COVID-19 has forced the cancellation of a number of upcoming events. You stand the highest chance of getting a refund if you paid for your tickets or booked travel with a credit card, though that might lead to consequences from the ticket seller. Here are some tips.
The spread of COVID-19 has forced the cancellation of a tremendous number of upcoming events.
This encompasses everything from major sports to music festivals to business conferences and Broadway shows. In these unprecedented times, how is a ticket holder supposed to get their money back?
Many major sellers are promising automatic refunds for canceled events – including Ticketmaster and Telecharge. You should wait a billing cycle or two, and if you still haven’t seen the charges reversed on whichever card you used, I recommend contacting the ticket seller at that point.
If you paid with cash, I expect you’ll need to deal with the box office directly (or wherever else you bought the tickets).
StubHub made a controversial change to its policy and is not currently giving actual money back for events canceled due to COVID-19. Instead, it’s offering a future ticket credit worth 120% of the purchase price. Many customers are upset, and multiple class action lawsuits are pending.
Coronavirus effect: Postponed vs. canceled event
There’s a big distinction, however, between a postponed and a canceled event. If the event has been rescheduled and not completely called off, then you probably won’t get an automatic refund. Instead, your ticket will be valid for the new date, if and when there is one.
For months, thousands of NBA, NHL and MLB games scheduled for the spring and summer fell into this category. They didn’t happen as planned, but for a long time, there was hope they would be rescheduled. The three leagues elected to proceed without any fans through the ends of their respective seasons, which released a lot of refunds.
There’s also a potential domino effect that extends well beyond the event ticket. Festivals such as South by Southwest in Austin, Texas, and Coachella in Southern California are good examples, because many ticket holders also bought flights to get them to the event and lodging to house them throughout their stay. Airlines and hotels have generally been forgiving, but Airbnb initially refused many refund requests.
It seems like that changed with respect to Coachella; it fit Airbnb’s extenuating circumstances policy after a public health emergency was declared in that part of Southern California.
But many prospective South by Southwest attendees didn’t appear to get Airbnb refunds. This is a classic instance in which I’d advise polite but persistent action. Try asking the Airbnb host, Airbnb itself and then your card issuer for a refund.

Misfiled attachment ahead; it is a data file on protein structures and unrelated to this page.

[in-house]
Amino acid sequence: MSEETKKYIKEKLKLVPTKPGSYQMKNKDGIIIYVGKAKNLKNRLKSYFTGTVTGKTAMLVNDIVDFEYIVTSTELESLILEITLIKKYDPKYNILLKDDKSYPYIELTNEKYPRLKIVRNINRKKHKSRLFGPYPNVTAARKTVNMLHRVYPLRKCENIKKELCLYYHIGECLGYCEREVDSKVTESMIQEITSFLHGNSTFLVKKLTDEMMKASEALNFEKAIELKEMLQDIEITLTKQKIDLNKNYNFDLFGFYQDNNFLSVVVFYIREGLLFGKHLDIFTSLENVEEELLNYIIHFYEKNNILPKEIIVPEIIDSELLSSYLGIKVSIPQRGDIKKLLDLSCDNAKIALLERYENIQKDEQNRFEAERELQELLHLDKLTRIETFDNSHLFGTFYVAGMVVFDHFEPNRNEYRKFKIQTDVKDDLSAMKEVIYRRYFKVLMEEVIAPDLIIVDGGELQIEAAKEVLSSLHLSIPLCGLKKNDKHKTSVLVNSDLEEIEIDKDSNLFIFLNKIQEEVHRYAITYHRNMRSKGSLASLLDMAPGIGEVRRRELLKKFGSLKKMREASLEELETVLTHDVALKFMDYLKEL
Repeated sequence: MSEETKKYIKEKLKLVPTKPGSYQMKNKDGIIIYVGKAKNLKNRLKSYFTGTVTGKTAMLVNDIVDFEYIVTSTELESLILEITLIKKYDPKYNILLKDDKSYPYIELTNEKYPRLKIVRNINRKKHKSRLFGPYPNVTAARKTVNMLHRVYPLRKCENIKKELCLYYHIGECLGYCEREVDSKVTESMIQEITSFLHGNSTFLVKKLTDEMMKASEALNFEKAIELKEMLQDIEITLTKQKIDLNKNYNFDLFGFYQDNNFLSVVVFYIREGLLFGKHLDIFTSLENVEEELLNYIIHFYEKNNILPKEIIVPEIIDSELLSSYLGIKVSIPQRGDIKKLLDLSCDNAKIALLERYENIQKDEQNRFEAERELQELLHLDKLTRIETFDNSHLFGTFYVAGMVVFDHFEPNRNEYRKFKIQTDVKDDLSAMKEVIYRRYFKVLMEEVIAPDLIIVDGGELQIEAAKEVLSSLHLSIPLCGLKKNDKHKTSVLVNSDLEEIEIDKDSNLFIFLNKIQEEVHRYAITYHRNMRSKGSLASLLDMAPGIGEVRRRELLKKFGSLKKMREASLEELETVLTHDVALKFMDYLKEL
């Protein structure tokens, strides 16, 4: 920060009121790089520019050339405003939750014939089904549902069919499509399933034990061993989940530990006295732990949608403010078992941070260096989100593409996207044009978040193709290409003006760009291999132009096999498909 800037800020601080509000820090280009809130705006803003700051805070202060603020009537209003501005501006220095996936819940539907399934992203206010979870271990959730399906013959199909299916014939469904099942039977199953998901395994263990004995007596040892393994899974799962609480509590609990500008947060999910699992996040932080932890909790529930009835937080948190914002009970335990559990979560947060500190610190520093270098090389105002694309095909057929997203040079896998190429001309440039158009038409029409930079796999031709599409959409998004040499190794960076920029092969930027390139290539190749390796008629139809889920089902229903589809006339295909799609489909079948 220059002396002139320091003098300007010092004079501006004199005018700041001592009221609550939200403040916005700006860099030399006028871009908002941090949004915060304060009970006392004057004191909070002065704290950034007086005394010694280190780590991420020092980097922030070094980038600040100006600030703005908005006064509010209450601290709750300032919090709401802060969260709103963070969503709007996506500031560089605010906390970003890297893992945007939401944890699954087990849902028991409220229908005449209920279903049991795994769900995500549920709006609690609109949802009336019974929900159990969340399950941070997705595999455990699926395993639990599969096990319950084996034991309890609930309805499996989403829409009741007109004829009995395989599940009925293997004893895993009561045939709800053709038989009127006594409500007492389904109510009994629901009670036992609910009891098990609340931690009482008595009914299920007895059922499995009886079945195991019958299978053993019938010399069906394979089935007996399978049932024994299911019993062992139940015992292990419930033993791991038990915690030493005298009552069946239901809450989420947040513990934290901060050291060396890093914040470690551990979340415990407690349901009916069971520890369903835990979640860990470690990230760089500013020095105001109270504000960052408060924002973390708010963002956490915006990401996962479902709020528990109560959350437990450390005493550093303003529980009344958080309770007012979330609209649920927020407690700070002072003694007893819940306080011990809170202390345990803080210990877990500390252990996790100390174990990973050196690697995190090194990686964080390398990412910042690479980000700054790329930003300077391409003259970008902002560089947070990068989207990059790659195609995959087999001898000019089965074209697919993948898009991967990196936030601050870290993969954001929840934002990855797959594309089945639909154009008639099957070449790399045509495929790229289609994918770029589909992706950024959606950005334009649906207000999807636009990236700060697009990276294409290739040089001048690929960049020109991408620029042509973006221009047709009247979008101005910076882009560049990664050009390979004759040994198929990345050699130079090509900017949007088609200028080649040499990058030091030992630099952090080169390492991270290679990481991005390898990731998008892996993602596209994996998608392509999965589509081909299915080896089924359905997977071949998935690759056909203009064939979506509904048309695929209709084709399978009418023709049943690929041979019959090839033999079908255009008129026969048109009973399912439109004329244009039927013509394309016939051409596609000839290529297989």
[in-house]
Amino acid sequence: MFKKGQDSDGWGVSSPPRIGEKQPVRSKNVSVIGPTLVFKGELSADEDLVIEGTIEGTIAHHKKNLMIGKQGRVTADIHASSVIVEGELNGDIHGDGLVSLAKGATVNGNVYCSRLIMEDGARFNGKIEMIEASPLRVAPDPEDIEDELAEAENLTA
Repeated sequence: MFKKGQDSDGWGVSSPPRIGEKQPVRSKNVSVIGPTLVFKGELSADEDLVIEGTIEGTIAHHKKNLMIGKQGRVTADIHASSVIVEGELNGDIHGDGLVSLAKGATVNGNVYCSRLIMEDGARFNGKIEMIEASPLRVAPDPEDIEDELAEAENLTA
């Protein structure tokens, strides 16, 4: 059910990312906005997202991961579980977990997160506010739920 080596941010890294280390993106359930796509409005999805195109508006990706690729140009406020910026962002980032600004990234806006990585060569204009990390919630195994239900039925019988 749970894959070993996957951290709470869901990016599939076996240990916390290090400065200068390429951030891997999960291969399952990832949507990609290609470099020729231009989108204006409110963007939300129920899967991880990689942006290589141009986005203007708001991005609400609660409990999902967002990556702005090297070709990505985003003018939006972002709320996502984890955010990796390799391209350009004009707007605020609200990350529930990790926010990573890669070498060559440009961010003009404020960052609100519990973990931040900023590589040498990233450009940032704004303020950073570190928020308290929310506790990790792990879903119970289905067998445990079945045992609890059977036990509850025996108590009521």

For what it’s worth, SXSW also refused to issue ticket refunds after its cancellation, instead deferring admission to one of the next three years with a 50% discount in one of the other two years. Coachella initially postponed its event until October and offered refunds for ticket holders who were unable or unwilling to attend on the new dates.
That’s a generous policy that Live Nation, Ticketmaster’s parent company, also adopted after numerous complaints. It helps when there’s a new date on the calendar, but not when the event’s fate is undecided. Coachella later decided to scrap its 2020 event entirely and is now offering a refund or ticket exchange for 2021.
How to get a refund if you paid with a credit card
This is a good reminder, for current and future reference, that credit cards usually have more generous fraud and dispute resolution protections than debit cards.
Part of that is because credit card charges are really the bank’s money – a line of credit – until you pay them back. Whereas with a debit card, it’s your money taken directly from your checking account. So pick your metaphor with a debit card (it’s hard to get that toothpaste back into the tube, the horse back into the barn … you get the idea).
Normally, the best advice with a billing problem is to start with the merchant and file a dispute with your credit or debit card issuer if you’re still not satisfied. With event tickets, however, you should know that StubHub and Ticketmaster can ban you from their platforms if you file a chargeback. If you can afford to wait until the event organizer makes a decision, you’re better off waiting than filing a chargeback.
In May I wrote about a hockey fan who got a cash refund from his credit card company rather than StubHub’s site credit, but that got him kicked off the site. He felt it was a trade-off worth making, but others might disagree.
What to do if you encounter long wait times
People are reporting long wait times when they try to call ticket sellers, airlines and credit card companies. Here are a few suggestions:
- Determine if you even need to resolve this right now. If you can wait a few days or weeks, the problem may take care of itself, especially if the refund is processed automatically. But if you’ve been waiting more than a month or two, it’s probably time to get on it and be persistent. So if a September concert was canceled, maybe give it a little time to see if the refund appears. But if it was from June and you still haven’t seen the money, you need to follow up.
- If you require an immediate response, try other channels in addition to the phone. If the company you’re trying to reach has an online chat function, try that. Same for email, Twitter, Facebook and so on.
- You can get really creative by trying to find an international customer service phone number. No guarantees this will work, but especially with airlines, it can. Foreign-language reps typically speak English and can assist you, potentially after a much shorter hold time.
Have a question about credit cards? Email me at firstname.lastname@example.org and I’d be happy to help.